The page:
"Grilled Tofu with Tamarind Glaze" (page 289) is bursting with flavor, and is best served with something that will soak up the spicy sauce, such as rice, quinoa, potatoes, or cous cous. The sauce is comprised of sautéed shallot, garlic, and fresh tomatoes (fresh really makes a difference!), simmered with tamarind concentrate, spices, and sweeteners, and eventually puréed in a blender until smooth. The end result is a deliciously spicy and smoky barbeque-style sauce (an entire tablespoon of smoked paprika is used here), and there is enough extra to save for other uses after you use what you need on the tofu. (You won't be sorry, either, I found myself putting this on grilled potatoes, veggie burgers, scrambled tofu, just about anywhere you would use ketchup or barbeque sauce.) The tofu is marinated in the sauce for at least two hours before either grilling, sautéing in a skillet, or baking in the oven (all options are mentioned in the recipe). I chose to bake it in the oven on a baking sheet, using parchment paper to prevent sticking, set on top of foil for easy cleanup. Note: If you can't find tamarind, an easy substitution is mixing equal parts fresh lime juice, molasses, and vegan Worcestershire sauce.

Keeping it "McDougall Friendly" checklist:
ü Omit the olive oil when sautéing the veggies. Instead, use a nonstick skillet and/or water, broth, or sherry as a sauté liquid.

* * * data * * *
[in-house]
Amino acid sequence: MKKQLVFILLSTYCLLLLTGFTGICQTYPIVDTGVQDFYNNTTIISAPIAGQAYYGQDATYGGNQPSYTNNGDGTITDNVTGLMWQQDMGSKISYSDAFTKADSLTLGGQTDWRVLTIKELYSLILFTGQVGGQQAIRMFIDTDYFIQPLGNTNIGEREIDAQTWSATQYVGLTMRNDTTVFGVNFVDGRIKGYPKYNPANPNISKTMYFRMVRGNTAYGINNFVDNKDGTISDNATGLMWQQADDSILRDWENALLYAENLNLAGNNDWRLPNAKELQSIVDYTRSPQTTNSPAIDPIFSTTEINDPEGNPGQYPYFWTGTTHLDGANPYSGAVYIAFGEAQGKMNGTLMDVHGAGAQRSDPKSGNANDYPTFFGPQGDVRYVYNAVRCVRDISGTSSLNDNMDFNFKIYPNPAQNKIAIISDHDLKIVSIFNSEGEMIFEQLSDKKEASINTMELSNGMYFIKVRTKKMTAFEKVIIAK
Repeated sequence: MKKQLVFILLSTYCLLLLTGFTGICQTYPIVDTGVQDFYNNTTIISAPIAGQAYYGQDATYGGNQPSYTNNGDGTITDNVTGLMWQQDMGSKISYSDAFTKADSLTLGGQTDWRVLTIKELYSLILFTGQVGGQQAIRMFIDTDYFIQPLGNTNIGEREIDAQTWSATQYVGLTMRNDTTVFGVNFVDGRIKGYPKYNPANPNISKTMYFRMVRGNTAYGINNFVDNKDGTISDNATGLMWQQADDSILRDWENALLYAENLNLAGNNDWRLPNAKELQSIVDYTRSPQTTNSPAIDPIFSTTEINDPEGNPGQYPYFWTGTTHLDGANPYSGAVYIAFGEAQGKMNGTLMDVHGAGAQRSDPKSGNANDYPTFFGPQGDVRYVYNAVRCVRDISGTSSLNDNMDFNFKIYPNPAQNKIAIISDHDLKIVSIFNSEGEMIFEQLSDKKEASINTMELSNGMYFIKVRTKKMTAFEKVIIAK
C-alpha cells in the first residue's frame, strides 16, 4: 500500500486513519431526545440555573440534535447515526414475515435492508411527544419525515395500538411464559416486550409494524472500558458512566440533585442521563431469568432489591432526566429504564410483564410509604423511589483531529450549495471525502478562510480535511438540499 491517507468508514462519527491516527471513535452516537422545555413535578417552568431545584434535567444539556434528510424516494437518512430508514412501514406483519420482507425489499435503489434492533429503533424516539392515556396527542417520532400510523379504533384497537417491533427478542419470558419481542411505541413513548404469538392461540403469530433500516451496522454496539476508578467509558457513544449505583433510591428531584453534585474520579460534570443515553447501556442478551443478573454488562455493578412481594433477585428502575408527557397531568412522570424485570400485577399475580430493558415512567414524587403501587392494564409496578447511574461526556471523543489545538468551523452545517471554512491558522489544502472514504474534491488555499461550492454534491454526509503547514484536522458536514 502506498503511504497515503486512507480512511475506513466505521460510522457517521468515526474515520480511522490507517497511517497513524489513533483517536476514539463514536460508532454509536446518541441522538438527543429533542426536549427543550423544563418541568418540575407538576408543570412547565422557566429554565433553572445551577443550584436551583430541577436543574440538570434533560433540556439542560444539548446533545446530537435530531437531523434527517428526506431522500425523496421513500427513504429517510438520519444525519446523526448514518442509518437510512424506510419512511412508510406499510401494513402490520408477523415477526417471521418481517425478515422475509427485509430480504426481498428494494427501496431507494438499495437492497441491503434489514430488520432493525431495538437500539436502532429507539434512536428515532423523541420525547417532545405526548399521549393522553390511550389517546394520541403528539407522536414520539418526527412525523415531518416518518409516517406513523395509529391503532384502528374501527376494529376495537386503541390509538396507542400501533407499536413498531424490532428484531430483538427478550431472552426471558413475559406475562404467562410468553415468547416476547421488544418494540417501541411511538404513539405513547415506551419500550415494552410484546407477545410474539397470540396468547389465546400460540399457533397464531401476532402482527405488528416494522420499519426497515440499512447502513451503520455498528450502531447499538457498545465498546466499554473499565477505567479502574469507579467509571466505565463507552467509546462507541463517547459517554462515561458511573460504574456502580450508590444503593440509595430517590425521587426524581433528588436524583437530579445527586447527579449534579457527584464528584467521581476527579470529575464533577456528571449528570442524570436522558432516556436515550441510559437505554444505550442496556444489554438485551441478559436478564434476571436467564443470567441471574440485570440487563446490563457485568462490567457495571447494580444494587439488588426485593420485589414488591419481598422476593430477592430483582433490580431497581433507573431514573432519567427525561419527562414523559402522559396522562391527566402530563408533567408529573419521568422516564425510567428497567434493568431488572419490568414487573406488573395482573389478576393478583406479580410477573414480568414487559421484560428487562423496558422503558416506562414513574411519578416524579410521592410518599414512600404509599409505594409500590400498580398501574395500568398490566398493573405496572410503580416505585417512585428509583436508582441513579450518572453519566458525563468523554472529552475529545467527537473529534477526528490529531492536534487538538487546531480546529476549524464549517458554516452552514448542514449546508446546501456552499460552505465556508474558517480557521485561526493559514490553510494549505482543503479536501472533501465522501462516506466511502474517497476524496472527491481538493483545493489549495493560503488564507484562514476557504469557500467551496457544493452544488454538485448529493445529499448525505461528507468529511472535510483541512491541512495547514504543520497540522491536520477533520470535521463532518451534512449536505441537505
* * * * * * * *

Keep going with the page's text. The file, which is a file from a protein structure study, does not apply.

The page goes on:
Saturday, August 9, 2014

Lemony Edamame Dip

The vividly colored "Lemony Edamame Dip" (page 14) is made from edamame (fresh soybeans) and frozen peas, with the addition of herbs and spices to bring it to life; the base recipe benefits even further from spicier or more flavorful add-ins, such as chiles, more lemon and cayenne, or savory herbs. While I have to admit this wasn't my favorite dip (I found the texture somewhat grainy, and the flavor too mild), it did present well on flavorful crackers, as did a scoop added to the top of a mixed green salad. I'm not sure if adding the oil to this recipe would have helped the texture, but I'm guessing in this case it might have. Maybe next time I'll try adding in a dollop of tahini as an emulsifier. If nothing else, this is a very pretty dip!
Keeping it "McDougall Friendly" checklist:

ü Omit the olive oil when processing the mixture, adding in water as needed to achieve a blended consistency.

Monday, August 4, 2014

Spicy Mushroom & Hot Pepper Calzones

I'm in love with pocket meals - samosas, calzones, pierogi, empanadas, pasties - you name it, if it comes wrapped in a warm-from-the-oven pouch, I'm bound to like it, no matter what's inside. Pockets stuffed with savory fillings take sandwiches to a whole new level, and "Spicy Mushroom & Hot Pepper Calzones" (page 133) are no exception. Calzones are decidedly Italian, are in fact, pizza folded into itself, and typical fillings would be the same as those you find on top of "unfolded" pizza. The dough is the same as you'd use for pizza (or bread), a simple yeasted bread dough of flour, water, yeast, and salt. The filling in these particular calzones is a delicious combination of sautéed mushrooms, garlic, hot cherry peppers, and tofu. The only problem with these delightful hot pockets is that it is almost impossible not to eat the entire batch in one sitting!
Keeping it "McDougall Friendly" checklist:

ü  Use an oil-free pizza dough, as the one called for in this recipe, from this book: Basic Pizza Dough, and use whole wheat flour, or at least a 50-50 blend of whole wheat and all purpose (white) flour.

ü  Omit the oil when sautéing the mushrooms. No sauté liquid is really required, as mushrooms release their juices as they are cooked, providing all the moisture you need.